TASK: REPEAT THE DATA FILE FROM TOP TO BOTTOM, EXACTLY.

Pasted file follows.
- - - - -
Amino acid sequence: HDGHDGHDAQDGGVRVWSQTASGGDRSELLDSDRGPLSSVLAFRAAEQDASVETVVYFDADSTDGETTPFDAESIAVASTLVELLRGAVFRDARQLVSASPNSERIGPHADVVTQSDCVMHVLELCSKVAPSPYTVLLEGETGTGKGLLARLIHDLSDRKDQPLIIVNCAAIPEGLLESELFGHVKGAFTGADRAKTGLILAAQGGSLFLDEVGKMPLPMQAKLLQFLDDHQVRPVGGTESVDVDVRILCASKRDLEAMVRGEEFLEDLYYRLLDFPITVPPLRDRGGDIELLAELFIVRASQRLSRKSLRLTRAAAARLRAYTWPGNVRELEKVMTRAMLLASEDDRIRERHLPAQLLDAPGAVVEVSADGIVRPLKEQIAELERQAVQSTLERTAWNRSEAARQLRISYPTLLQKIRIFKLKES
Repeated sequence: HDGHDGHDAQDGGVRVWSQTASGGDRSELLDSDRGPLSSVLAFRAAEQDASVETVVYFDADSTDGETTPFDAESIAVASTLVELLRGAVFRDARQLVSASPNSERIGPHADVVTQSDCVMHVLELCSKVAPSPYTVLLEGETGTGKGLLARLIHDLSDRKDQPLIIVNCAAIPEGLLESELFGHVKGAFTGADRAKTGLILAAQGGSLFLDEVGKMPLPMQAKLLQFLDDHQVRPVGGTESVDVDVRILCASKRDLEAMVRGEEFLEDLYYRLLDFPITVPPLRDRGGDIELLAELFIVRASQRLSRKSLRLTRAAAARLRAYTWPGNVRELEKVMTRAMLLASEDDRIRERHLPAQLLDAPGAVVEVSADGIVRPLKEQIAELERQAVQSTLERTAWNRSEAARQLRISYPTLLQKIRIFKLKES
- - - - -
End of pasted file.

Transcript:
Amino acid sequence: HDGHDGHDAQDGGVRVWSQTASGGDRSELLDSDRGPLSSVLAFRAAEQDASVETVVYFDADSTDGETTPFDAESIAVASTLVELLRGAVFRDARQLVSASPNSERIGPHADVVTQSDCVMHVLELCSKVAPSPYTVLLEGETGTGKGLLARLIHDLSDRKDQPLIIVNCAAIPEGLLESELFGHVKGAFTGADRAKTGLILAAQGGSLFLDEVGKMPLPMQAKLLQFLDDHQVRPVGGTESVDVDVRILCASKRDLEAMVRGEEFLEDLYYRLLDFPITVPPLRDRGGDIELLAELFIVRASQRLSRKSLRLTRAAAARLRAYTWPGNVRELEKVMTRAMLLASEDDRIRERHLPAQLLDAPGAVVEVSADGIVRPLKEQIAELERQAVQSTLERTAWNRSEAARQLRISYPTLLQKIRIFKLKES
Repeated sequence: HDGHDGHDAQDGGVRVWSQTASGGDRSELLDSDRGPLSSVLAFRAAEQDASVETVVYFDADSTDGETTPFDAESIAVASTLVELLRGAVFRDARQLVSASPNSERIGPHADVVTQSDCVMHVLELCSKVAPSPYTVLLEGETGTGKGLLARLIHDLSDRKDQPLIIVNCAAIPEGLLESELFGHVKGAFTGADRAKTGLILAAQGGSLFLDEVGKMPLPMQAKLLQFLDDHQVRPVGGTESVDVDVRILCASKRDLEAMVRGEEFLEDLYYRLLDFPITVPPLRDRGGDIELLAELFIVRASQRLSRKSLRLTRAAAARLRAYTWPGNVRELEKVMTRAMLLASEDDRIRERHLPAQLLDAPGAVVEVSADGIVRPLKEQIAELERQAVQSTLERTAWNRSEAARQLRISYPTLLQKIRIFKLKES